Lynda Lou Blevins Armstrong, 74, passed away on November 27, 2011 in Keller, Texas.
A memorial service will be held in her honor at 3 p.m., Thursday, December 1, 2011 at Shannon Rufe Snow Funeral Chapel.
Lynda Lou Blevins was born in Harris Hospital, Fort Worth, Texas on January 1, 1937. She grew up the pampered child of older parents in North Side, Fort Worth. Her dad worked for Swifts packing house and her mother was a stay at home mom. She attended Rosen Heights Baptist Church. She was a member of the Rainbow Girls. She wore beautiful hand made dresses sewn by her mother, and wore her hair in spiral curls. Shirley Temple did not hold a candle to Lynda Lou.
She had many dolls as a child, but only played with her beloved Patsy. Lynda Lou was warned for years that if she left Patsy outside at night that she would be stolen by gypsy's. Well, it happened after being left out one night, and was never to be seen again. How many times did I hear Lynda mutter the words, "Patsy, Patsy, Patsy.) I found a Patsy doll reproduction a few years ago and replaced long lost Patsy.
She learned to play the piano, and practiced an hour before breakfast and an hour before dinner every day. She rode the city bus to her music lessons twice a week, on the Southside of Fort Worth. Her piano teachers were: Waylon B Moore for 4 or 5 years, then Mr. Pittenger for 3 years; then Dot Echols Oram for 3 years and Dots husband was the orchestra leader at the Majestic Theatre. Lynda recalled that Dot published a song that was used by the Daughters of the Republic of Texas for their centennial celebration. When Lynda Lou was small her mother took her to her piano lessons, but later she rode the bus by herself. Her mom used to tell us that she was so good at the piano that she could watch Jerry Lee Lewis on TV and play along with him. I only remember her playing Alice's Restaurant.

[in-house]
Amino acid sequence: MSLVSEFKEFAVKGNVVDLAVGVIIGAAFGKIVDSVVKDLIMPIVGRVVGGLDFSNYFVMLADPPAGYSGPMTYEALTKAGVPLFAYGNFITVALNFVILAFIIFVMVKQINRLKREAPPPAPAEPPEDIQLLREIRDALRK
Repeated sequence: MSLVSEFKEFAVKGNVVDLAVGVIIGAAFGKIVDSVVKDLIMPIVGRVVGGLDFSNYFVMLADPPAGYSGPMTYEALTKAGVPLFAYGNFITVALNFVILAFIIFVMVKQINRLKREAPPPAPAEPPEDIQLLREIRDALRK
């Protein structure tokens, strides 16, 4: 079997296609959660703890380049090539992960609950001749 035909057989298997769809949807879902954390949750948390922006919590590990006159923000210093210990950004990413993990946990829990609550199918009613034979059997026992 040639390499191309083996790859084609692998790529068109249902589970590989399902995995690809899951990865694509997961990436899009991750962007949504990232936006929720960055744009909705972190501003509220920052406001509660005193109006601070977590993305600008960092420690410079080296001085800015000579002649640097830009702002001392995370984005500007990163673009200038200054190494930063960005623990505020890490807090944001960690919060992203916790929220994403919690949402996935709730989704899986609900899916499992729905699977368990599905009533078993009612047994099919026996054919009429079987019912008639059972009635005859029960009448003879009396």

Her parents had a gardener Mr. Eberhart, and his wife was Lynda's caregiver, Mammy Eberhart, whom Lynda loved with all her heart.
Lynda recalled that she was not allowed to go barefooted outside and one day she decided to be defiant, and removed her shoes and socks and started running as fast as she could down the sidewalk. Of course, she stubbed her toe and it ripped the nail lose from her foot. She knew she would never hear the end of it if she admitted she was barefooted…outside, so she put her shoes and socks back on and hobbled home crying. Her parents were amazed that she was able to cause so much damage without tearing up her shoe.
Lynda was a majorette in the JP Elder Jr. High Marching Band and later in the North Side High band. She also played the bells in the school band. She won the tri-state twirling contest in '51 or '52, and used flaming batons for her performance.
She grew in to a 5'2" beauty, having dark brown eyes, dark brown hair, and a curvaceous figure with the prettiest legs in Fort Worth. She always thought she looked like Liz Taylor and mimicked her hairstyle until she lost her hair. She loved rock and roll, and loved to dance and remembered dancing in the 50's at Casino Beach at Lake Worth, and also the Rocket on Jacksboro Highway. She loved Mexican Food, with Chile Rellenos being her favorite. She also liked Amaretto Sours, but only had one occasionally. She loved big jewelry, and bling. She loved nice purses, especially her Dooney's. Bob Segar was her favorite musician.